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J Clin Invest. 1997 Sep 1;100(5):972-85.

Role of NFkappaB in the mortality of sepsis.

Author information

1
Department of Anesthesiology, Department of Medicine, and Department of Pathology, University of Heidelberg, D-69120 Heidelberg, Germany.

Abstract

Binding activity for nuclear factor kappa B (NFkappaB) consensus probes was studied in nuclear extracts from peripheral blood mononuclear cells of 15 septic patients (10 surviving and 5 not surviving). Nonsurvivors could be distinguished from survivors by an increase in NFkappaB binding activity during the observation period (P < 0.001). The increase in NFkappaB binding activity was comparable to the APACHE-II score as a predictor of outcome. Intravenous somatic gene transfer with an expression plasmid coding for IkappaBalpha was used to investigate the role of members of the NFkappaB family in a mouse model of endotoxemia. In this model, increased NFkappaB binding activity was present after injection of LPS. Intravenous somatic gene transfer with IkappaBalpha given before LPS attenuated renal NFkappaB binding activity and increased survival. Endothelial cells and monocytes/macrophages were the major target cells for somatic gene transfer, transfected with an average transfection efficiency of 20-35%. Tissue factor, a gene under regulatory control of NFkappaB, was induced by LPS. Somatic gene transfer with a reporter plasmid containing the functional tissue factor promoter demonstrated NFkappaB-dependent stimulation by LPS. Intravenous somatic gene transfer with IkappaBalpha reduced LPS-induced renal tissue factor expression, activation of the plasmatic coagulation system (decrease of thrombin-antithrombin III complexes) and renal fibrin/fibrinogen deposition. Somatic gene transfer with an expression plasmid with tissue factor cDNA in the antisense direction (in contrast to sense or vector alone) also increased survival. Furthermore, antisense tissue factor decreased renal tissue factor expression and the activation of the plasmatic coagulation system.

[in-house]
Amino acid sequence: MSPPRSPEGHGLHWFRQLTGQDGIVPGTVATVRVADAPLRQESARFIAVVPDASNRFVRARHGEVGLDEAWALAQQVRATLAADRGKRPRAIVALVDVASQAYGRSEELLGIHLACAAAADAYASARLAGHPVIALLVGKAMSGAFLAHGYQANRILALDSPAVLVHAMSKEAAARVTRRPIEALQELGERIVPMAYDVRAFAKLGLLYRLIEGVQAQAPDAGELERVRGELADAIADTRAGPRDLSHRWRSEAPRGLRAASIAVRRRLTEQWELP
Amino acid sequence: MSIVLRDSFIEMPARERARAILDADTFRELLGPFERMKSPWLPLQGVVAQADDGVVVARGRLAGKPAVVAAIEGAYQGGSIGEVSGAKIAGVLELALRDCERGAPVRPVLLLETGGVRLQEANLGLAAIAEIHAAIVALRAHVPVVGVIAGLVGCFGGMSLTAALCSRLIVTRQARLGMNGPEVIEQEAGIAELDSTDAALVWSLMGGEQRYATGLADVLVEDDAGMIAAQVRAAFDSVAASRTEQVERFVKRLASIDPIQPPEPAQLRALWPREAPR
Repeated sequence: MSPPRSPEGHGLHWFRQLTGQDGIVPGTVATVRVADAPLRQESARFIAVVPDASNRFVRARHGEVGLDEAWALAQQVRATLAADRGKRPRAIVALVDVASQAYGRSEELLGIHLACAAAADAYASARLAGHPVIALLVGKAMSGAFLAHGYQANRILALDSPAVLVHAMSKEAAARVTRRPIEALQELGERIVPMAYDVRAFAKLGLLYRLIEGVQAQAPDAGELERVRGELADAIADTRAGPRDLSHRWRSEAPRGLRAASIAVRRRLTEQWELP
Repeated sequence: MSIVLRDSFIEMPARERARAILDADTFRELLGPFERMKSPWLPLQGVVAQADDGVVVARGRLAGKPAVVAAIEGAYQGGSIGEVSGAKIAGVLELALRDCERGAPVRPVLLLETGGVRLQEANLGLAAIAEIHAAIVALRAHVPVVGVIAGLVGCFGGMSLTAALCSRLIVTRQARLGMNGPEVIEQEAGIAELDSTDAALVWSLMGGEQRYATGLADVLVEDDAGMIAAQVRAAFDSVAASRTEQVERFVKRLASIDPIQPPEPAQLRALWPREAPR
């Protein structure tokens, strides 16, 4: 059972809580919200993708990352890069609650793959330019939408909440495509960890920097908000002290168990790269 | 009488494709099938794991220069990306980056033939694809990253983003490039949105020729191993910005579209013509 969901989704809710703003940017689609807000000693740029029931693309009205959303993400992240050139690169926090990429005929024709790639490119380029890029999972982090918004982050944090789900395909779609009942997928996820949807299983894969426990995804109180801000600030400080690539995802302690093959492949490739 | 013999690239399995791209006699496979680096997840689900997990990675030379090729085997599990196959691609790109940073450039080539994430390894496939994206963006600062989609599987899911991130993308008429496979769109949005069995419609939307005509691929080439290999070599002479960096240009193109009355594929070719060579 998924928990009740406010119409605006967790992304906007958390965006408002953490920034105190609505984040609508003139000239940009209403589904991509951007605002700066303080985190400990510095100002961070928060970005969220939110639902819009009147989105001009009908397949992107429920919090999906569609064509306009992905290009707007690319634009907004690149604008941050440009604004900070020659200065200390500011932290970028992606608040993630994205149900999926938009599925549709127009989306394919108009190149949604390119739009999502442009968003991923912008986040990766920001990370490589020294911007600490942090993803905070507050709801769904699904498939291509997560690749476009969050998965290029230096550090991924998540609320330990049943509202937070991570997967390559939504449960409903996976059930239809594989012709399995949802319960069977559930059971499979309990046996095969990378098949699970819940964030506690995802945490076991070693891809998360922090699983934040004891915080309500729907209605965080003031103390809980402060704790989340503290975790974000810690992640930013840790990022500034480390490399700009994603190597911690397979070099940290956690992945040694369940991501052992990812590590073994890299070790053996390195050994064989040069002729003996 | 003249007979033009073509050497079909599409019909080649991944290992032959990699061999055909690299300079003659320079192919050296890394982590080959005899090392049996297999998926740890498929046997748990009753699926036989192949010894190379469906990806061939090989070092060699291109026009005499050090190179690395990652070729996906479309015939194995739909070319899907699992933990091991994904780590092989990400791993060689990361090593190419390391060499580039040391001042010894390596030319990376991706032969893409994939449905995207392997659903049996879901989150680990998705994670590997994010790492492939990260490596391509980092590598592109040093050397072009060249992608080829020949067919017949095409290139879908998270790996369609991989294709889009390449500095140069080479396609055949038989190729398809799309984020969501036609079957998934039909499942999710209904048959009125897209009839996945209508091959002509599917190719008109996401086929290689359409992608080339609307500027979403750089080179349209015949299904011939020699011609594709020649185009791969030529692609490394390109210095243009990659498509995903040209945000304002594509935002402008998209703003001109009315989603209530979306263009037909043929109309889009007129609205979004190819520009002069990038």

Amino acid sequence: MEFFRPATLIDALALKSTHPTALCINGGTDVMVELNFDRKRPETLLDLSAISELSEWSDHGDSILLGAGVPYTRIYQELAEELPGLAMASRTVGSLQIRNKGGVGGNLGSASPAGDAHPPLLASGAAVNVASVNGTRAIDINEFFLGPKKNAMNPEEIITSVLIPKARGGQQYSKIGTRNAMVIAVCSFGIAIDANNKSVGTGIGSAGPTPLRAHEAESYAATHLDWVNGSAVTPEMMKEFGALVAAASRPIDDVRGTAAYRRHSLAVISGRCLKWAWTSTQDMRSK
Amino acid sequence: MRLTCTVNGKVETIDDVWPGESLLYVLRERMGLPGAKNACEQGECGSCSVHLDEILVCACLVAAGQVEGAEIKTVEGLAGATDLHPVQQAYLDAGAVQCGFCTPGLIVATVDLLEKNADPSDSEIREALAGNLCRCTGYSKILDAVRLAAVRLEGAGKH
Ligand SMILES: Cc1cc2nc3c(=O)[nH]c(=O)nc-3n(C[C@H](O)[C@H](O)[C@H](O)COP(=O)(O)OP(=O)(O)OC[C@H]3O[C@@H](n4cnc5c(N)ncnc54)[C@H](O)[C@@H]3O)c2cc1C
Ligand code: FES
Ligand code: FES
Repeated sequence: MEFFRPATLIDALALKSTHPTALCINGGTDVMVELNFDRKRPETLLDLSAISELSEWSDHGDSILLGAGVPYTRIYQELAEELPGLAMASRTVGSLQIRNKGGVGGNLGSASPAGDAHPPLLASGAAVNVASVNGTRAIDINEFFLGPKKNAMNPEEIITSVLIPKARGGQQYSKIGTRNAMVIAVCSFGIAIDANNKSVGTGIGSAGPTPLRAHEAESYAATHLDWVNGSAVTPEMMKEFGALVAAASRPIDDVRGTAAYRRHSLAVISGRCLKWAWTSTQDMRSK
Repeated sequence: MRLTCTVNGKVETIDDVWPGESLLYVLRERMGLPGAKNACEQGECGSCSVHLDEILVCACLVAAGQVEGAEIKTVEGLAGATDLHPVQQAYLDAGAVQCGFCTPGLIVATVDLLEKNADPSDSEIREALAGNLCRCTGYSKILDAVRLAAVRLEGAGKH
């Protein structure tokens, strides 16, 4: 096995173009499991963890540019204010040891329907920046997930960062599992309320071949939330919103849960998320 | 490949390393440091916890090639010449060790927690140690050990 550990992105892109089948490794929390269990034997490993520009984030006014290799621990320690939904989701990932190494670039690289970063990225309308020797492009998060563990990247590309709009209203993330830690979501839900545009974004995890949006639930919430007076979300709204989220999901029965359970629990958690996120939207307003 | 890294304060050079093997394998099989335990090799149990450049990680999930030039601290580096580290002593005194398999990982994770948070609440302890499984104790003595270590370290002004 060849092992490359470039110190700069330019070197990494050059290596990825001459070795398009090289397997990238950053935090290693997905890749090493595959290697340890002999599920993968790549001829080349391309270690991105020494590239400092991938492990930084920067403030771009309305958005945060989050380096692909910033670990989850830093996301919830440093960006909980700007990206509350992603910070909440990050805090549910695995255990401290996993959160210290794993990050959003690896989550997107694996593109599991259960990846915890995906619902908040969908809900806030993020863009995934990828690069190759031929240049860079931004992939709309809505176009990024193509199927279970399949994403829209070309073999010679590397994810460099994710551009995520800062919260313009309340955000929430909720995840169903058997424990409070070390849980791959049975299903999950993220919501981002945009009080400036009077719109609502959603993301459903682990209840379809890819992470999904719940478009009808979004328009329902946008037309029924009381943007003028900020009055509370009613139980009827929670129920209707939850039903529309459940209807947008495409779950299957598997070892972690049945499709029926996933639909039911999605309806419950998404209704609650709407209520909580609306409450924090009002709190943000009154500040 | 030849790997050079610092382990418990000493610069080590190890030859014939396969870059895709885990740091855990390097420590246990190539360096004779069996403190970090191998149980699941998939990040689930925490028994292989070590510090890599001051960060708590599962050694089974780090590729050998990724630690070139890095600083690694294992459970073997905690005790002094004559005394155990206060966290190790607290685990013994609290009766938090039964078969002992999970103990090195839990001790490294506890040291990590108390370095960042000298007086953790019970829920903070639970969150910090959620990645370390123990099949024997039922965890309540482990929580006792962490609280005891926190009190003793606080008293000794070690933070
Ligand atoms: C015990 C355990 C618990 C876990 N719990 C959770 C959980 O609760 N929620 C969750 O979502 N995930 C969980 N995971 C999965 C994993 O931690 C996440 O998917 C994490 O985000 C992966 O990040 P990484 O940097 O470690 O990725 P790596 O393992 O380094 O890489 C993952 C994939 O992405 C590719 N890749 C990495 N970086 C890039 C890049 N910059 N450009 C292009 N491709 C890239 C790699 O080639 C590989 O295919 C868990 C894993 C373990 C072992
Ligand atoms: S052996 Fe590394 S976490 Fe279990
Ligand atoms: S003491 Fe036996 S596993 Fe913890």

PMID:
9276714
PMCID:
PMC508272
DOI:
10.1172/JCI119648
[Indexed for MEDLINE]
Free PMC Article

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